Re:You've achieved your desired goal (2, Interesting)

Bruce Perens (3872) | more than 6 years ago | (#22632578)

Dunno why you're replying to me instead of the OP
It's slashdot strategy. If late to a discussion, a reply to a high-ranked post will apppear higher than a reply to the article. But yes, it's really a reply to the article.

if he has been contributing code and not signing it over, then he owns the copyright on the work, period.
SFLC appears to have treated him as if he did not have a very significant portion of the program under his own copyright. I know that they have represented other authors who did not own the entire copyright of a program, but did own a significant portion of the work.

I don't think the OP even bothered to contact the SFLC..
That's possible, but the reason for rejecting him sounded like it could be for real.

Re:You've achieved your desired goal (1)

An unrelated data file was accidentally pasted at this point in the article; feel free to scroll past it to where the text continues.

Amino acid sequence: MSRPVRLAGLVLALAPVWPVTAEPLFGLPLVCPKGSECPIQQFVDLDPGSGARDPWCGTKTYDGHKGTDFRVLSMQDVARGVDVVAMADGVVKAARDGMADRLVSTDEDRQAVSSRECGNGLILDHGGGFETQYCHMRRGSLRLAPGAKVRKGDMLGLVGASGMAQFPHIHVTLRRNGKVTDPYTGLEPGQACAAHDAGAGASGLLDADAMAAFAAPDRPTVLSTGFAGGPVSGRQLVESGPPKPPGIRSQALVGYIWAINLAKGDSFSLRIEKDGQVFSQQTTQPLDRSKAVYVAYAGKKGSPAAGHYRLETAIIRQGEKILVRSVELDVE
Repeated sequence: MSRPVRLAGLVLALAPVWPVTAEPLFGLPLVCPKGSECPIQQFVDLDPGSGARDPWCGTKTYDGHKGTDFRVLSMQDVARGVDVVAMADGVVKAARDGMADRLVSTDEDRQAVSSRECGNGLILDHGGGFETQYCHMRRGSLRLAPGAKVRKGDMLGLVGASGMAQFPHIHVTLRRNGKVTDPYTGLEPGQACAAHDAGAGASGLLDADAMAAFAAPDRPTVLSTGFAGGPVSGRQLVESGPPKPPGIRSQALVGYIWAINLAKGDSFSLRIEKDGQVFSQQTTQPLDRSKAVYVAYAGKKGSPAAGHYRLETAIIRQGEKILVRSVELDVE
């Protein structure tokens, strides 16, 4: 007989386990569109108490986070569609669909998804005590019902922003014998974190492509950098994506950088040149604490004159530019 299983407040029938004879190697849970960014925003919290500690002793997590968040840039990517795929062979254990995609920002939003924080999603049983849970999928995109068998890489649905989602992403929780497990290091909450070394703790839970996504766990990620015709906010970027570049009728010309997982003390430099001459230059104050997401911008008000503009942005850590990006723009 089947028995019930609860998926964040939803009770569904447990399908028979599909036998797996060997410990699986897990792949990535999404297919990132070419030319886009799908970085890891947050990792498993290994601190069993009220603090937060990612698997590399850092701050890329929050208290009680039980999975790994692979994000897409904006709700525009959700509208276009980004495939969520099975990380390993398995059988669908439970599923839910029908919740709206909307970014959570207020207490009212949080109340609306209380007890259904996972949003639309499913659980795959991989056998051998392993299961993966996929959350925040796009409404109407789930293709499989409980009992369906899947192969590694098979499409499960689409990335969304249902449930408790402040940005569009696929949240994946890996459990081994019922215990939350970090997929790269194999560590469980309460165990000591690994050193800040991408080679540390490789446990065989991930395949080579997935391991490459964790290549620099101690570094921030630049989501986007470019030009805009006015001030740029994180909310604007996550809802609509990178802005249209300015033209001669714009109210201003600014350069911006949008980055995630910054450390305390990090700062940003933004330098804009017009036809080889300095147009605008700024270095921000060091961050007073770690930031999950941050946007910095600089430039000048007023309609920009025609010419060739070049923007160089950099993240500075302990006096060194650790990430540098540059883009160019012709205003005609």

QuantumG (50515) | more than 6 years ago | (#22632640)

Well, FSF have advised me in the past that any copyright is defensible, no matter how small it is in comparison to the rest of the work. Of course, if I asked them to defend me they would ask if I can assign them the entire copyright for the entire work and when I said no they'd bow out. That's just *their* policy, and one the SFLC has inherited it seems (which means it really was Eben Moglen's policy), but it doesn't mean you *can't* sue. I expect it is a cost saving measure. If you don't have copyright over the entire work then the defendant can file briefs claiming that the particular part of the work under dispute is not owned by the plaintiff and, even if it is trivial to show that they are in violation of copyright of a portion of the work that *is* owned by the plaintiff, it will take weeks and require the writing of very detailed, technical and lengthy briefs... i.e., it'll cost a lot of money.

So I guess if the only way you're going to afford to enforce your license is to get the help of the SFLC then you better get your ducks in a row.

Re:You've achieved your desired goal (3, Informative)

Sortova (922179) | more than 6 years ago | (#22634264)